Beautiful and Resilient

The so-called "Sandalia d'Arvore" is a product created for the sophisticated fashion market and contributes to the preservation of Amazon forests.

The sandal made its debut at the ''Rock in Rio'' music festival, which brought 1.2 million people to the concert grounds from Jan 12 to 21 with the slogan ''for a better world.''

''Bold design, comfortable, resilient and beautiful'' describe the shoe developed by the Eco-Business Institute of Amazonia, with financing from the World Wildlife Fund (WWF), said Moacyr Bittencourt, coordinator of natural product marketing for WWF/Brazil.

The sandal's relatively high price, 96 'reais' (49 dollars), is justified because its quality meets European standards and because it reimburses the people who are protecting the forests by living in a sustainable way, Bittencourt explained.

The materials - natural latex and plant-based leather - come from associations of rubber tappers and Kaxinawás Indians in Acre. The sandals are made in a factory in southern Brazil. Production can reach 4,000 pairs a month, limited only by the supply of raw materials. Buyers from Switzerland, the Netherlands and Great Britain have already expressed interest in the footwear.

Also taking part in the sales, in addition to the WWF international network, is Amazon Life, founded 10 years ago to develop and market the plant-based leather, a rubberized textile that replaces the animal-based product.

Annual invoicing is nearly 1.5 million dollars, two-thirds from exports. In addition, diversification to other products - handbags, backpacks, clothing and shoes - has already begun, as evidenced by the Amazon Life website: http://www.amazonlife.com.br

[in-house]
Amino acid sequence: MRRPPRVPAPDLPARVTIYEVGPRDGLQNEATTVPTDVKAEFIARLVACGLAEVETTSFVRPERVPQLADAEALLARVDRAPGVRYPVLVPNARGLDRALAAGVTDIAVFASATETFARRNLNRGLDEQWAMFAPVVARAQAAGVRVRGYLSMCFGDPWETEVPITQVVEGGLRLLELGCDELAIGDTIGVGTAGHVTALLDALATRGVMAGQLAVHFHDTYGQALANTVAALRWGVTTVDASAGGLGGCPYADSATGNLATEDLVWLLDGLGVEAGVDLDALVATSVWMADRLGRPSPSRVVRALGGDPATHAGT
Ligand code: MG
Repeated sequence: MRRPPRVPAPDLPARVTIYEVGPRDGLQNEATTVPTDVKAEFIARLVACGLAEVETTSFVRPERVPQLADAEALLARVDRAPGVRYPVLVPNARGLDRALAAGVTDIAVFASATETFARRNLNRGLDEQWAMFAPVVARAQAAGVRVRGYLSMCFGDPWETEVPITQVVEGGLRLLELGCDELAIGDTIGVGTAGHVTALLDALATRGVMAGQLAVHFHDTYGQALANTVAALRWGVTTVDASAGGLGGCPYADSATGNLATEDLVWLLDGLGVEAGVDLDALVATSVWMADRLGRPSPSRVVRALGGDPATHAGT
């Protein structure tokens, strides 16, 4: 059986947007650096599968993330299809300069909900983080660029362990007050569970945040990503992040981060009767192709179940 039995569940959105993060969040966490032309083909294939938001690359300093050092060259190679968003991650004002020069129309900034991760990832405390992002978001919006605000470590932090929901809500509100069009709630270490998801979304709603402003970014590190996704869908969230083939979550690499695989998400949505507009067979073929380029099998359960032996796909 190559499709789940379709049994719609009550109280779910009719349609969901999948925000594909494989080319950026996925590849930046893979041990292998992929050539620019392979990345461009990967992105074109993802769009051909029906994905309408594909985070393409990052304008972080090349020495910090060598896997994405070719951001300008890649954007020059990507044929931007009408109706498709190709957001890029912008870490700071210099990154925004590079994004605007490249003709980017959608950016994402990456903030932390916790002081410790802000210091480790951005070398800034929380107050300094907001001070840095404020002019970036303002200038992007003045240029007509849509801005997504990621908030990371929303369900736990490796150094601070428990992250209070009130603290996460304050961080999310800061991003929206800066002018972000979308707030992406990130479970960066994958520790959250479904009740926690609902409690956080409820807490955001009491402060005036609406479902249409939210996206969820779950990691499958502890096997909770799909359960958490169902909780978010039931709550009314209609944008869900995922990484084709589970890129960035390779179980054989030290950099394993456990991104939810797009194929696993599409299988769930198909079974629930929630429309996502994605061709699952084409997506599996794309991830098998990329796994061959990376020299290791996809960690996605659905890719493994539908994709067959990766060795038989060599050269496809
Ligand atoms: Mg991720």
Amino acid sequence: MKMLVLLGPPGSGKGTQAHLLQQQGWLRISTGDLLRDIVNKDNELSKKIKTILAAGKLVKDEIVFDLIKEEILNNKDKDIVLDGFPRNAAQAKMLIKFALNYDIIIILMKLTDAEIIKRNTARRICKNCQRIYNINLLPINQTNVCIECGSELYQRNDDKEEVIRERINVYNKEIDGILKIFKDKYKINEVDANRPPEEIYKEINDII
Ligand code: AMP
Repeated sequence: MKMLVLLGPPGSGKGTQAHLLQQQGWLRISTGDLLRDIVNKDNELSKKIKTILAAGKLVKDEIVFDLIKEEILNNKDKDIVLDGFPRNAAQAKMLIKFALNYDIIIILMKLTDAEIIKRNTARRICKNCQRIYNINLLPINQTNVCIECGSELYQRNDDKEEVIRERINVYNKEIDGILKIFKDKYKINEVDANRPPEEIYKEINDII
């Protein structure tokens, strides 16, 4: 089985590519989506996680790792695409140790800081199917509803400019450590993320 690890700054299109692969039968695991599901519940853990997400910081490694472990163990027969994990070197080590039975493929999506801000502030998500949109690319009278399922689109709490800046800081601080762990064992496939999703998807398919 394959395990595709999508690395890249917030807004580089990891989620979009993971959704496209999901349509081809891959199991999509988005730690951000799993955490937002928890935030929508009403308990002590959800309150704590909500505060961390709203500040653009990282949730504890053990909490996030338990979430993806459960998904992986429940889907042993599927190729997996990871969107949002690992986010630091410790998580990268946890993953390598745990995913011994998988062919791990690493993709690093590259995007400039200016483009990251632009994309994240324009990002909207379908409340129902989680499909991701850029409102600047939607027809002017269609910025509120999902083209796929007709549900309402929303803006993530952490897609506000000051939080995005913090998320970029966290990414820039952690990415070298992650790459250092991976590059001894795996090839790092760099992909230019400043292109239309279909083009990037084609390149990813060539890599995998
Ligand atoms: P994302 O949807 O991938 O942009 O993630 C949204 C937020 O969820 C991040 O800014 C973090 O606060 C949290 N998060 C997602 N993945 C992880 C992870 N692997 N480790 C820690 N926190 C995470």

Natural latex will also be processed within the Amazon region for condom manufacturing through a project combining the efforts of the Acre state government, the Coordination Secretariat for the Amazon, and the Ministry of Health, the latter affirming that it plans to buy the entire stock.

But all of these products, like plant-based leather, condoms and latex gloves, represent a limited demand for rubber, the major market of which is the tire industry, pointed out Atanagildo de Deus Matos, the new head of the government's Development Center for Traditional Peoples.

As a result, he places greater hope on a project of the Pirelli company to make the ''Xapuri'' tire, made entirely of natural rubber and due out on the market by mid-year.

''That, of course, will absorb the Amazon's rubber production,'' affirmed Matos. The tires will cost more than those made from petroleum-based rubber, but one can think of it as an ''environmental tax that society should pay for the preservation of the Amazon forests,'' he said.


* Mario Osava is an IPS correspondent

 

Copyright © 2001 Tierramérica. Todos los Derechos Reservados

 


 

External Links


About Sustainable Extraction

WWF in Brazil

Amazon Life

Trade and the Environment at the WTO